12 credit hours.  Online.

There are four courses that cover the following content:

Course 1 (3 credit hours).  SPED 756 introduces students to special education law and policy implementation. It is designed to provide school and district administrators, and other special education stakeholders, with a basic understanding of key points in the history of special education law and policy. It focuses primarily on the Individuals with Disabilities Education Act (IDEA) and its core concepts, with particular attention to Least Restrictive Environment (LRE). This course is designed to provide a working knowledge of IDEA’s procedural requirements, the preferred practices associated with implementing the procedures in schools, criticism of these practices and their implementation, and ideas for addressing these criticisms in ways that promote more equitable and inclusive special education practices.

 *Although this is a stand-alone course, it also is the introductory course in a four course online certificate program in Leadership in Special and Inclusive Education that addresses all of these matters more comprehensively.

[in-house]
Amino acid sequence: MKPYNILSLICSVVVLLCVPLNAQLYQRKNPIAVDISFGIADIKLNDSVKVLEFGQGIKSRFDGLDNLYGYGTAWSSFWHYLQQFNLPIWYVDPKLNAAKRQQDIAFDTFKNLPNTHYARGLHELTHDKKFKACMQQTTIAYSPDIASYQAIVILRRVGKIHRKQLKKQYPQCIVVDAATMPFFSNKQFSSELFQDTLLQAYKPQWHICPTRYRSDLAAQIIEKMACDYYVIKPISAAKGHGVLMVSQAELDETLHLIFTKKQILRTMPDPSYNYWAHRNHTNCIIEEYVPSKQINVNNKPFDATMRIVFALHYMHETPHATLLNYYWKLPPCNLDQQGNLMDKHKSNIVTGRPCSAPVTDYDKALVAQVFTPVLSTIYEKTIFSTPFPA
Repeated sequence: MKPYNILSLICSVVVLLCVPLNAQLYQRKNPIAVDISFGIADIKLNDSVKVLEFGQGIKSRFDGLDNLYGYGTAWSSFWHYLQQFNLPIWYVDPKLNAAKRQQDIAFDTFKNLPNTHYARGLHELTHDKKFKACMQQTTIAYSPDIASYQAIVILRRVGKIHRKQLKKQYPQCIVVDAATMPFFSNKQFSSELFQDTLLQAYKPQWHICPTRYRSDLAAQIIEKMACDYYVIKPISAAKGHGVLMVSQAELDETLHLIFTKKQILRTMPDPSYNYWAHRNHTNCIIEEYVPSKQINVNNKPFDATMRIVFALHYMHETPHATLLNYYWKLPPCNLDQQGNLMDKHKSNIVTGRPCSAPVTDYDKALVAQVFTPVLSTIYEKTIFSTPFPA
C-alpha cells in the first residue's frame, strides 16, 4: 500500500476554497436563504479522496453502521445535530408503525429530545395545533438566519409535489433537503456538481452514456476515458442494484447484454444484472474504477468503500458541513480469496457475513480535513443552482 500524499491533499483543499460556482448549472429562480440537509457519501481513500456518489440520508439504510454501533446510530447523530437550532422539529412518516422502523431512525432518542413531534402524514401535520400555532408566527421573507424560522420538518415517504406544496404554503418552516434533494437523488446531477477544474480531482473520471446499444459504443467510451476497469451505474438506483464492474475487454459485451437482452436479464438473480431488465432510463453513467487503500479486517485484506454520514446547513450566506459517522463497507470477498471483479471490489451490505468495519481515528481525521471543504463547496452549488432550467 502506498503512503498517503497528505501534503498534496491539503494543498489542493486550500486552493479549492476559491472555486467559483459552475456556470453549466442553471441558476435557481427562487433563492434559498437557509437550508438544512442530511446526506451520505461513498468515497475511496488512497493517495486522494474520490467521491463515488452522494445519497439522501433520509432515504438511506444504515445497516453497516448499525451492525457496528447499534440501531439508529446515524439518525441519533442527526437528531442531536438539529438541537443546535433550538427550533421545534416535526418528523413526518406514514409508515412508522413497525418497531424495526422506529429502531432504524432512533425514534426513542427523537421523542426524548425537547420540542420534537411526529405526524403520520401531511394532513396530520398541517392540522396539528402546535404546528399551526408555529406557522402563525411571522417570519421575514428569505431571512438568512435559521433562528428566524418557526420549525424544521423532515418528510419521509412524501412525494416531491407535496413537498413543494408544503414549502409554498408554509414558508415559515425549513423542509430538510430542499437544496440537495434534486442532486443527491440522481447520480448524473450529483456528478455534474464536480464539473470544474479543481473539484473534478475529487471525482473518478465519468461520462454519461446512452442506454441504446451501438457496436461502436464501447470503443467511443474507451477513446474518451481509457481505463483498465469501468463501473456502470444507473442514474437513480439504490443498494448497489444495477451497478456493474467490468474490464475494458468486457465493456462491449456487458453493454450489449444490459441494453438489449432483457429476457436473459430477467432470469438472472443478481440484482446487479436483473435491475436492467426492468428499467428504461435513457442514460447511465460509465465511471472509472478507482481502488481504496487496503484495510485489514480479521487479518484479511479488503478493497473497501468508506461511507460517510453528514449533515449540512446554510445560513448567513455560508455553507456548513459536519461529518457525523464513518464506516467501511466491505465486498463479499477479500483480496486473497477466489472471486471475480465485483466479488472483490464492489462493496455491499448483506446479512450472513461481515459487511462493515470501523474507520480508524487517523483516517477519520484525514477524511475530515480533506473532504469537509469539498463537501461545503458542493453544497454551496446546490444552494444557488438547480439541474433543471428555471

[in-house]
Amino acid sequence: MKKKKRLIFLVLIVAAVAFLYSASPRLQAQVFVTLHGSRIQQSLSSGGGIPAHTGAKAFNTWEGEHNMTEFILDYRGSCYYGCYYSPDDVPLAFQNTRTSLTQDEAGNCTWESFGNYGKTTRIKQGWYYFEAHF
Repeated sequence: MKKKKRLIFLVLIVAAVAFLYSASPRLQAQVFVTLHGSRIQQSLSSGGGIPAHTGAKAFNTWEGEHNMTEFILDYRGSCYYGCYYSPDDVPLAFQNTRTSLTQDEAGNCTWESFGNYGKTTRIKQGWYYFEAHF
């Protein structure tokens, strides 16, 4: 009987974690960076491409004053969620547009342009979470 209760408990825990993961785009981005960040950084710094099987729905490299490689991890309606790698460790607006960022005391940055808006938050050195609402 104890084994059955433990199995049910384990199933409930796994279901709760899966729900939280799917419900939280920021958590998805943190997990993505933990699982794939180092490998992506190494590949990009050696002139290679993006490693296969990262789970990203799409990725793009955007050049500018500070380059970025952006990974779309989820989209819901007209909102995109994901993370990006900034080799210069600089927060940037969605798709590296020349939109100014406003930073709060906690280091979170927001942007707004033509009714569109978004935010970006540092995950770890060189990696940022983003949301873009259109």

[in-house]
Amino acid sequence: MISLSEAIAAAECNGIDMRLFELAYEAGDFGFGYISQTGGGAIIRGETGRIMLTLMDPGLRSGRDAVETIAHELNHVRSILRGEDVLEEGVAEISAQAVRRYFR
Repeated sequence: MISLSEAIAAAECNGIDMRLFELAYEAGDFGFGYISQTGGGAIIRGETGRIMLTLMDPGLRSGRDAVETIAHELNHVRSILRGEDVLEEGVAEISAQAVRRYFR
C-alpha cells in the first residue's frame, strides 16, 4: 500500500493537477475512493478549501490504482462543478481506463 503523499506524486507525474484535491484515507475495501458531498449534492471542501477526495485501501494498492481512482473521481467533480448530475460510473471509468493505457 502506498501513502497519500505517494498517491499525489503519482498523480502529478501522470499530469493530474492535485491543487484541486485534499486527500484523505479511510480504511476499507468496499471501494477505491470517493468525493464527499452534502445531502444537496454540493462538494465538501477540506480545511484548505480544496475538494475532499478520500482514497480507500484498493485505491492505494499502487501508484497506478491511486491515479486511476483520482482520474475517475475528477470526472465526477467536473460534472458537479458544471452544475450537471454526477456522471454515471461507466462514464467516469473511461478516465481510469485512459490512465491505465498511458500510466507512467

Course Outcomes

Upon completion of the course, learners are able to:

• Understand the Individuals with Disabilities Education Act (IDEA) and six principles

• Understand the criticisms of special education law and apply remedies to overcome barriers presented in schools

• Apply understanding of the law, criticisms, and remedies to administration in a school building

• Evaluate current practices in the field and develop a plan to be a strong, democratic leader